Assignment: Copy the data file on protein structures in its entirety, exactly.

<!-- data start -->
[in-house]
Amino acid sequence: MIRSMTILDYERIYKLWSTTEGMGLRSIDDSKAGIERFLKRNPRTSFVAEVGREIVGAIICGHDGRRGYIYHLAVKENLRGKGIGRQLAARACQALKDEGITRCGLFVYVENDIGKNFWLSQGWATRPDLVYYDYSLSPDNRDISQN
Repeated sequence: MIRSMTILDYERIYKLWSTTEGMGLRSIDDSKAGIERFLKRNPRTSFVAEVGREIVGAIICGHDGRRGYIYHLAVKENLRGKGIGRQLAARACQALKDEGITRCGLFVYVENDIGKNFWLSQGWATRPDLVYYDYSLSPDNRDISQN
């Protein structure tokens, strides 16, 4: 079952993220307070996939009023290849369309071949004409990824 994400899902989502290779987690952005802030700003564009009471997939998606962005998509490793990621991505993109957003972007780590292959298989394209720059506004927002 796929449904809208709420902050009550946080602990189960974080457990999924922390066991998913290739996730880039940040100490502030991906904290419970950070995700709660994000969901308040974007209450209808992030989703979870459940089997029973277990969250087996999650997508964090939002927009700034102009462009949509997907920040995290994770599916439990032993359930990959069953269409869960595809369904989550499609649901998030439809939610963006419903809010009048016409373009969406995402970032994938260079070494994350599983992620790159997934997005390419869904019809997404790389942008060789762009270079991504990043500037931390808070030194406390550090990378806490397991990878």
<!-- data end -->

[in-house]
Amino acid sequence: MIRSMTILDYERIYKLWSTTEGMGLRSIDDSKAGIERFLKRNPRTSFVAEVGREIVGAIICGHDGRRGYIYHLAVKENLRGKGIGRQLAARACQALKDEGITRCGLFVYVENDIGKNFWLSQGWATRPDLVYYDYSLSPDNRDISQN
Repeated sequence: MIRSMTILDYERIYKLWSTTEGMGLRSIDDSKAGIERFLKRNPRTSFVAEVGREIVGAIICGHDGRRGYIYHLAVKENLRGKGIGRQLAARACQALKDEGITRCGLFVYVENDIGKNFWLSQGWATRPDLVYYDYSLSPDNRDISQN
């Protein structure tokens, strides 16, 4: 079952993220307070996939009023290849369309071949004409990824 994400899902989502290779987690952005802030700003564009009471997939998606962005998509490793990621991505993109957003972007780590292959298989394209720059506004927002 796929449904809208709420902050009550946080602990189960974080457990999924922390066991998913290739996730880039940040100490502030991906904290419970950070995700709660994000969901308040974007209450209808992030989703979870459940089997029973277990969250087996999650997508964090939002927009700034102009462009949509997907920040995290994770599916439990032993359930990959069953269409869960595809369904989550499609649901998030439809939610963006419903809010009048016409373009969406995402970032994938260079070494994350599983992620790159997934997005390419869904019809997404790389942008060789762009270079991504990043500037931390808070030194406390550090990378806490397991990878």